If you're like many Americans, one of your New Year's resolutions is to shed some pounds. In fact, about a third of Americans say they want to make a commitment to lose weight in the New Year, according to a Nielsen survey from 2015. But starting a weight-loss regimen may seem daunting, particularly if you've tried in the past, only to see the weight come back later. Here, we've outlined some of the best tips for losing weight, including how to get started, stay motivated and keep weight off.
For even more impressive effects on body composition: aim for exercise forms which elicit a positive hormonal response. This means lifting really heavy things (strength training), or interval training. Such exercise increases levels of the sex hormone testosterone (primarily in men) as well as growth hormone. Not only do greater levels of these hormones increase your muscle mass, but they also decrease your visceral fat (belly fat) in the long term.
Last, and most importantly: don’t get discouraged if the scale swings upwards a bit. Vacations, holidays, and stressful life situations happen, and not to mention, weight fluctuations are totally normal. If you feel your pants getting tighter, take it with a grain of salt but don’t forget about it. Examine what you’re doing differently and commit to getting back on the bandwagon—it’s as simple as that! And always remember, maintenance is a marathon, not a sprint; you’re in this for life!
Typically, Americans eat a small breakfast, medium-sized lunch, and big dinner, but one study of 50,000 adults published in the Journal of Nutrition found you should be doing the opposite, if you want to lose weight. By eating your most calorie-heavy meal at breakfast, you’ll be able to better decrease your BMI — and, you know, enjoy more of your favorite foods right away in the morning. Healthy pancakes, anyone?
Carb backloading — when you eat all your carbs later in the day — is becoming a buzzy trend in the health space, and it could actually help you lose weight. It might seem surprising to load up on carbs at the end of the day opposed to in the beginning, but one registered dietitian said it can help you burn fat faster and more effectively: “The theory of carb backloading is based on the fact that insulin sensitivity is higher earlier in the day, which promotes carbohydrate absorption into your muscles and fat tissue. Carb backloading requires you to eat all your carbs later in the day to promote using fat for fuel during the day and suggests you also work out in the evening to promote better carb absorption into your muscles,” said Emmie Satrazemis, RD. And, in a study published in the British Journal of Nutrition, participants did indeed lose weight using the method. Just, unfortunately, not by eating spaghetti.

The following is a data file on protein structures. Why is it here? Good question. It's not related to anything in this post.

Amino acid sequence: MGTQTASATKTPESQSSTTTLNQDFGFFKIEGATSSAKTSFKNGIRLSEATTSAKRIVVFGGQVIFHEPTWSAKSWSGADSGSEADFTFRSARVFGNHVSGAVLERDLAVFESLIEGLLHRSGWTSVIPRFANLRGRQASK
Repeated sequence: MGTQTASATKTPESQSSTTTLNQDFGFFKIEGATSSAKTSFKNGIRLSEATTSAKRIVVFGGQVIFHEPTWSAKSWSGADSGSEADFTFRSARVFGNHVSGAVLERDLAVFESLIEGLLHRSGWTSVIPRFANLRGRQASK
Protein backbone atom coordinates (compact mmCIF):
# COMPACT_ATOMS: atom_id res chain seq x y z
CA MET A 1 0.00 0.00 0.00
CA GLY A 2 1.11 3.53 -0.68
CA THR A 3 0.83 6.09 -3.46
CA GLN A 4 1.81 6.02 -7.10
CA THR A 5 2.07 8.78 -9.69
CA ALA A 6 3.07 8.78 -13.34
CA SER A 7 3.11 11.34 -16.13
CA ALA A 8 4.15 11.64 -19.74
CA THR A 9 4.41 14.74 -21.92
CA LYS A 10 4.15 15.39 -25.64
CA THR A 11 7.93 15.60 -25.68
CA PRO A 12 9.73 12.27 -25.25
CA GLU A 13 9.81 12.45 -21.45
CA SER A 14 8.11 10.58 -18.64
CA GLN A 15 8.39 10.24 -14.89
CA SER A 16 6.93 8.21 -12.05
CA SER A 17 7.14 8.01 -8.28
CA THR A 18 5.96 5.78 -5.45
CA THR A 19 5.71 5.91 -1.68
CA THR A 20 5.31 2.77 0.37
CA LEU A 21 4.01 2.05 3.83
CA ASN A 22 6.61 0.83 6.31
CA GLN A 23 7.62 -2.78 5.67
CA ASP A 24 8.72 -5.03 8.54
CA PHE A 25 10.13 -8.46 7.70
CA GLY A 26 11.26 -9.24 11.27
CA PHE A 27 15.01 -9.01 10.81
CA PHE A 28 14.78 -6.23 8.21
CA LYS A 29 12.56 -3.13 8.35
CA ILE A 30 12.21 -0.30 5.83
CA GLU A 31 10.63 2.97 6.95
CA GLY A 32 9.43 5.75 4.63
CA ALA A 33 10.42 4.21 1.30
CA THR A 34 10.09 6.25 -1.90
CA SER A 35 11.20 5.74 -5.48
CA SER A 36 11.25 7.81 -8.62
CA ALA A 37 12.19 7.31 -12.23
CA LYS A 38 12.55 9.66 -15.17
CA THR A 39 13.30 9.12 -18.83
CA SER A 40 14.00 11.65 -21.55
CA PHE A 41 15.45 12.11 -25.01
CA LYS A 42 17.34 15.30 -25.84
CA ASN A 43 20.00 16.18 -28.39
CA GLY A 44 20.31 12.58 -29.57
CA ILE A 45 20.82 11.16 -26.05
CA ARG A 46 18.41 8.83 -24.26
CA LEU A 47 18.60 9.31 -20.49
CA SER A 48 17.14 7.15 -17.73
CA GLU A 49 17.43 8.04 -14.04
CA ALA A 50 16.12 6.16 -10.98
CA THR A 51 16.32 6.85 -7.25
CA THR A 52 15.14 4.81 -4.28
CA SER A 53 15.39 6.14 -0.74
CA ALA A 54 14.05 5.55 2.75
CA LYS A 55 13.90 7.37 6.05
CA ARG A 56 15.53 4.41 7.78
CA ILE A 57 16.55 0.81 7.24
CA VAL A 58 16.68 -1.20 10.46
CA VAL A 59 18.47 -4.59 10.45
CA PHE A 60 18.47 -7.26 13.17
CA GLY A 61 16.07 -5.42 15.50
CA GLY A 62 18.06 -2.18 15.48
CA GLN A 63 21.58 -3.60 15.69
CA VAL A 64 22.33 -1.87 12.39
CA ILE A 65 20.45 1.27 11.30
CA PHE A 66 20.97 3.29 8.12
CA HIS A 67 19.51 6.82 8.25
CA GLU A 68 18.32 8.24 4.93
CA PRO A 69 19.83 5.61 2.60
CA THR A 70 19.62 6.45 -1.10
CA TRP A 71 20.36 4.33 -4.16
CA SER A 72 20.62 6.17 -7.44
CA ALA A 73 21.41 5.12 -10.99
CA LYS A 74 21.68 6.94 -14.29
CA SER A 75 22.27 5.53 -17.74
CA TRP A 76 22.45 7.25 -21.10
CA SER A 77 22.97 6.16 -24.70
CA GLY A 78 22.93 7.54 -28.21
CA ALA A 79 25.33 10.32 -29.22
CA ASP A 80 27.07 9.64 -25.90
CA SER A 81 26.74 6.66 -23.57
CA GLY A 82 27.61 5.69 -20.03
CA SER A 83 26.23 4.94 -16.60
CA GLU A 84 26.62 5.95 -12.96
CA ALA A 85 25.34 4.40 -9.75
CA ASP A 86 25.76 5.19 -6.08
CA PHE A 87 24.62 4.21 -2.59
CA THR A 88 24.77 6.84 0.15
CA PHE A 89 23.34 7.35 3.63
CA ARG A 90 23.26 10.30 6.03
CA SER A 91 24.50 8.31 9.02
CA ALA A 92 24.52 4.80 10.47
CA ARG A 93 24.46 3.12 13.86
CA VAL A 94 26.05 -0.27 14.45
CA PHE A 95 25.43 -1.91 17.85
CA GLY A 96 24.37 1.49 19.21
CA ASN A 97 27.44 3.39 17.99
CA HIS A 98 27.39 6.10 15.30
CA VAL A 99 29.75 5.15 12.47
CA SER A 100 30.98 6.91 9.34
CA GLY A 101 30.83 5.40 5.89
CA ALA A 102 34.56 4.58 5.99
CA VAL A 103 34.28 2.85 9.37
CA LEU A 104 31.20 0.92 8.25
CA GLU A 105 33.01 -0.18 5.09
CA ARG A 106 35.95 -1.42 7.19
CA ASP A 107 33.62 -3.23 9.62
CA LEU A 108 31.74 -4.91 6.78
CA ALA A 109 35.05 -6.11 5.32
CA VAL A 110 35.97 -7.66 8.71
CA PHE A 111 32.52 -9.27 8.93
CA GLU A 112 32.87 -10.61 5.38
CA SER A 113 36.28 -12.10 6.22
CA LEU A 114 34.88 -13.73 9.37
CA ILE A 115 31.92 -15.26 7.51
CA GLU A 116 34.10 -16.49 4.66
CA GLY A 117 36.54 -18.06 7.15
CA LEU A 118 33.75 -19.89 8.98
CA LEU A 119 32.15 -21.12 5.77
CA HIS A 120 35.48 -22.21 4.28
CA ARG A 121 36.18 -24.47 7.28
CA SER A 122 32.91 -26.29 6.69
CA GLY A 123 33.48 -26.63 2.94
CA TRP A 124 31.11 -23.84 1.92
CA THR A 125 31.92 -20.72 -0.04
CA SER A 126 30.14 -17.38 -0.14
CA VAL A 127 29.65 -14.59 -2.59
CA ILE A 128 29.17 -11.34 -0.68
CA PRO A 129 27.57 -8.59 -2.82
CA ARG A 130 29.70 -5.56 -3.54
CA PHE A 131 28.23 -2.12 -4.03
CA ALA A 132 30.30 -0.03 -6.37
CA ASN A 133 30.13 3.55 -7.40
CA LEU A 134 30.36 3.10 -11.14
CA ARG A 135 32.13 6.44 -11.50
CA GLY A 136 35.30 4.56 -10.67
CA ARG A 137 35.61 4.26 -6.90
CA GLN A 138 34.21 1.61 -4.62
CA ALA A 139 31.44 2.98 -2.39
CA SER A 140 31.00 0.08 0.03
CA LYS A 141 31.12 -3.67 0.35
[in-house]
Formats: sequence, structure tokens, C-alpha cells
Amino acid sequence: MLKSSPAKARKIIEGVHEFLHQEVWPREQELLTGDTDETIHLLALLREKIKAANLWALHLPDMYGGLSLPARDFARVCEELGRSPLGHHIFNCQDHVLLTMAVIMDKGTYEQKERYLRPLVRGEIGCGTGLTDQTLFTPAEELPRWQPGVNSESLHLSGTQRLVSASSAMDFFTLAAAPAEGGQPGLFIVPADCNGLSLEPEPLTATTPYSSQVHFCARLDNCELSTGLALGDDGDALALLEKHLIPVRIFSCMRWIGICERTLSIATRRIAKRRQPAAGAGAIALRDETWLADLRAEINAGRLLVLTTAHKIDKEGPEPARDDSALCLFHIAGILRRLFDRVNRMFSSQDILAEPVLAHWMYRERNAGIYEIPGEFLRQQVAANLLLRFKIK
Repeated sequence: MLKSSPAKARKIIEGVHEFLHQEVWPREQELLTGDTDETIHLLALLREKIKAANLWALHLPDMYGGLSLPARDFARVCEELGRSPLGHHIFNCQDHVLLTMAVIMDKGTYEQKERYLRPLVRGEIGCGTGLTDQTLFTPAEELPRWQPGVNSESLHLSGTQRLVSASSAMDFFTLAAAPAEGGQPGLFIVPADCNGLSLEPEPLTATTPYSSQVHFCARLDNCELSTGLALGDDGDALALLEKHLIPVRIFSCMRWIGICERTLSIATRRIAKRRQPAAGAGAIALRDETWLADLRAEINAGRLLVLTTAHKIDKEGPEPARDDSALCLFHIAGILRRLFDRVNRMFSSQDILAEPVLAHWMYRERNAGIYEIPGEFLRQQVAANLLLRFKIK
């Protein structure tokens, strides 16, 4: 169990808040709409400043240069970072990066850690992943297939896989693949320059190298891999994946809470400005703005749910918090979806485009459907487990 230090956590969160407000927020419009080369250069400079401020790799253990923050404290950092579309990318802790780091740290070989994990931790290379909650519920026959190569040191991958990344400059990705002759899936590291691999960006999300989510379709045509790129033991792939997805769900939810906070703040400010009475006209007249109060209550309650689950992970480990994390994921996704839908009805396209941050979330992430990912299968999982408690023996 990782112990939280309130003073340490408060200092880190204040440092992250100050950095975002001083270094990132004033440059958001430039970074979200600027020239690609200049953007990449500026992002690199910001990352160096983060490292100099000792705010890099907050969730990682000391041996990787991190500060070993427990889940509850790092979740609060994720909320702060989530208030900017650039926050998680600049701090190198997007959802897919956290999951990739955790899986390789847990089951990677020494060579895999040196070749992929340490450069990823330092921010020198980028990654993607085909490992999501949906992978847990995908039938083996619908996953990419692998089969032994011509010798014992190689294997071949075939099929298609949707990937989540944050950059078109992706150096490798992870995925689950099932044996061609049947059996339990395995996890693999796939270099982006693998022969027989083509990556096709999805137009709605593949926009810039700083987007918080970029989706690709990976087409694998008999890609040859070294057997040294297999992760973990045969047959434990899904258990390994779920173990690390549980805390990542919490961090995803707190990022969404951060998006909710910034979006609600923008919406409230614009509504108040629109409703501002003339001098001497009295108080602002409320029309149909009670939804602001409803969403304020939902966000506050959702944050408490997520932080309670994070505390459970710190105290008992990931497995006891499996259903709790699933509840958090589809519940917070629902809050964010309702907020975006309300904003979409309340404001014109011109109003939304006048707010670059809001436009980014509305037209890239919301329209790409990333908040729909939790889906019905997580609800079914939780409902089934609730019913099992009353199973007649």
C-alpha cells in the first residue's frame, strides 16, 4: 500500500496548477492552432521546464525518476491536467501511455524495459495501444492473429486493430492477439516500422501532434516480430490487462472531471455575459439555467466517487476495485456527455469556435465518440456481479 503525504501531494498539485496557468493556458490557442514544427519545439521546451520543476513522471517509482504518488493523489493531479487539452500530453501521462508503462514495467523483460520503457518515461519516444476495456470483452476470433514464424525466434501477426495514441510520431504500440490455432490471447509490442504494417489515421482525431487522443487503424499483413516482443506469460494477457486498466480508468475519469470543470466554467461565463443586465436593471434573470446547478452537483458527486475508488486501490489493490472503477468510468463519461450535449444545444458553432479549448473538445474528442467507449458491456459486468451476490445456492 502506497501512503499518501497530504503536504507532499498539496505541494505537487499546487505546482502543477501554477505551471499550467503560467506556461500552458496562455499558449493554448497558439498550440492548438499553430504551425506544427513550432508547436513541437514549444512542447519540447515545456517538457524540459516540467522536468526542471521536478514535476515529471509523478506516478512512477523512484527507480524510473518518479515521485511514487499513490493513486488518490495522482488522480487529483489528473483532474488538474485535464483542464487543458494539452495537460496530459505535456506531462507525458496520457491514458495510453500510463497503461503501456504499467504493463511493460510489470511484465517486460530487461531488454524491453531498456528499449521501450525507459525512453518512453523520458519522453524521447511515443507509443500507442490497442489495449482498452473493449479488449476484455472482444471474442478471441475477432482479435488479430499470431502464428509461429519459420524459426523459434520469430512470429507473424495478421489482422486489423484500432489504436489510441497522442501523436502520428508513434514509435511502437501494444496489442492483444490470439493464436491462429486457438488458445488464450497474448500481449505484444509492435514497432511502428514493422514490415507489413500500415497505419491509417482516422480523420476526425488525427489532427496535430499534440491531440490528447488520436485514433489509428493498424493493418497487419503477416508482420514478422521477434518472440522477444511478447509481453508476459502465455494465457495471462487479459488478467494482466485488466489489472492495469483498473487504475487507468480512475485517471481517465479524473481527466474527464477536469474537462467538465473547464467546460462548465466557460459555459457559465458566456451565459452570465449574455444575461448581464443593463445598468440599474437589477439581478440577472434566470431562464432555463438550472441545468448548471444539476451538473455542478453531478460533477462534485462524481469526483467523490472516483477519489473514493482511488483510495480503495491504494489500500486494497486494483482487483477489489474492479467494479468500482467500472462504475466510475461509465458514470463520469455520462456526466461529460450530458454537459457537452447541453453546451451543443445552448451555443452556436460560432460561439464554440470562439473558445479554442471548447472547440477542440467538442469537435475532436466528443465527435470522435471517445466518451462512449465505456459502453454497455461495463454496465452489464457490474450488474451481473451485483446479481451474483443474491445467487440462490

Exposure to light at night doesn’t just interrupt your chances of a great night’s rest, it may also result in weight gain, according to a new study published in the American Journal of Epidemiology. As crazy as it may seem, study subjects who slept in the darkest rooms were 21 percent less likely to be obese than those sleeping in the lightest rooms. The takeaway here is a simple one: Turn off the TV and toss your nightlight.
For example, when it comes to hormones, ghrelin makes you hungry, leptin and other hormones keep you feeling full, Nadolsky says. Thyroid, cortisol, insulin, testosterone, and estrogen all influence how you metabolize and store energy. Meanwhile, genetics have a large influence on both basal metabolic rate (how many calories you burn just to live) and hormone health. While all of these things are impacted by our diet, they’re not only controlled by the way we eat. And, in fact, while sleep, stress management, and, when needed, medication can help regulate other hormone levels such as estrogen and thyroid, our hormones and other physiological processes are often out of our control. And by the way, being able to impact our hormone levels and metabolism with our diet doesn’t always work out in favor of weight loss. As a 2016 review notes, one of the reasons weight loss by way of caloric restriction isn’t efficacious is because “this strategy is countered by the body’s natural physiological response to negative energy balance.” In other words: The body fights back against caloric restriction.
Eating cake first thing in the morning may sound like the worst diet advice ever (or the best!), but Israeli researchers found that "obese participants who ate a breakfast high in protein and carbohydrates that included a dessert were better able to stick to their diet and keep the pounds off longer than participants who ate a low-carb, low-calorie breakfast that did not include sweets." The scientists hypothesize that allowing yourself a treat in the a.m. helps curb your cravings for sweets later in the day.